We’re headlong into election season right now with the wrap up of the RNC last week and the kick off of the DNC this week—and with that, many ministry leaders are contemplating a couple of important questions: “Should I endorse a candidate—and is that even legal!?”
Every couple of days we hear another sound bite of a high-profile ministry leader who’s finally, reluctantly, coyly, endorsing a political candidate. It was James Dobson last week, Robert Jeffress a few weeks before that, and who can forget Jerry Falwell Jr.’s raving support for Trump at one of Liberty University’s chapel services?
Are they breaking the law by endorsing a candidate?
The quick answer: No.
There is a difference between being a public faith leader (without a church) and being a pastor within one. That’s one important note. High-profile faith leaders who lead for-profit organizations aren’t prohibited from endorsing candidates. However, it does get a little tricky for pastors, like Robert Jeffress, to do so.
Here’s a summary of what the IRS says about religious organizations and political involvement (you can read the complete document here):
“Churches and religious organizations, are absolutely prohibited from directly or indirectly participating in, or intervening in, any political campaign on behalf of (or in opposition to) any candidate for elective public office….Violation of this prohibition may result in denial or revocation of tax-exempt status and the imposition of excise tax.”
So, it’s pretty clear that your church is not allowed to be involved in the political arena—beyond voter education—without coming in danger of losing tax-exempt status. But hold on, this concerns the church, the regulations for the pastor are a little different.
It reads: “The political campaign activity prohibition isn’t intended to restrict free expression on political matters by leaders of churches or religious organizations speaking for themselves, as individuals.”
So, technically, you can talk about politics outside the pulpit all day long (although, the IRS does say it will help create a clear distinction if you clarify the fact that you’re speaking as an individual and not a representative of the church).
And that’s how Robert Jeffress slides by with his Donald Trump endorsement—he’s not saying that the church endorses Trump, but that Jeffress, as an individual, does so. I know, still feels a bit squishy.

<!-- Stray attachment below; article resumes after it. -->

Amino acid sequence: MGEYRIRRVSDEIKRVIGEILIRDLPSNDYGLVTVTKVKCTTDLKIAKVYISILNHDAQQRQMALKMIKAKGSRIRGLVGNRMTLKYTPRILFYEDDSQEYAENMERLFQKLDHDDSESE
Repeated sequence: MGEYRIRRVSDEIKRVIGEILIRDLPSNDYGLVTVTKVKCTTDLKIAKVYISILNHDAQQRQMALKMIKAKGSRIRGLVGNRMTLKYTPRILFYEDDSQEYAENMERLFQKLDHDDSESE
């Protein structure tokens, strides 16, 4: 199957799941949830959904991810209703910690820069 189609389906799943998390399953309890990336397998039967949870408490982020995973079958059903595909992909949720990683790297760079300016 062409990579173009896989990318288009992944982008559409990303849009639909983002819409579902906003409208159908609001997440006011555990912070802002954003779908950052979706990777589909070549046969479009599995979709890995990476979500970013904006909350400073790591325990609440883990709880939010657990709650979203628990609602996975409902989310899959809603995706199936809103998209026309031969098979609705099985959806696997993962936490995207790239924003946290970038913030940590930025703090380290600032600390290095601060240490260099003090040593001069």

So, to answer the first question: Yes, in a roundabout and personal way, outside of the pulpit, you’re cleared to share your personal political preferences and endorse candidates.
Now, to the next question—should you?
Honestly, the practice of ministry leaders endorsing a political candidate is a bit odd, and it’s steeped in pragmatism instead of critical thinking. The people you lead don’t need to be handheld to the polls, but they do need to know the important issues at stake. Like what the Bible has to say about immigration, the sanctity of life, gun control, equality, health care, systemic poverty, economic systems and the church’s role within them.
This is the hard road of leadership—investing ourselves in the important issues of our day with clear, consistent biblical truth. Our job is to connect the dots between biblical values and cultural events with careful and honest takeaways—being cautious not to stuff our truths with individual preferences and personal soap boxes.
Because, at the end of the day, we want our people to think for themselves and to learn to listen, deeply, to the both the Word of God and the Holy Spirit’s voice within them. This is the long-game we’re in and it’s not about pushing the easy button, pointing to a candidate or checking a box—it’s about discipleship.
We need to trust that God is at work, moving through his people to bring about justice, beauty, hope and truth. And we need to preach something greater than an American Gospel. We need to preach the true Gospel in all its glory—a message that spans all of time and space and pierces eternity; and one that sees this election, like many others in the past, as a fleeting blip on the scale of God’s great plan for his people. A plan that will not be thwarted by any candidate—no matter how wonderful, wicked, unqualified or annoying we might picture them to be.
In the end, endorsing a candidate, for most pastors, is a losing endeavor. You could split your church down the middle, offend new or not-yet believers, and unwittingly uphold a governmental system above the Kingdom of God.
Besides, we have something so much greater to endorse than political candidates.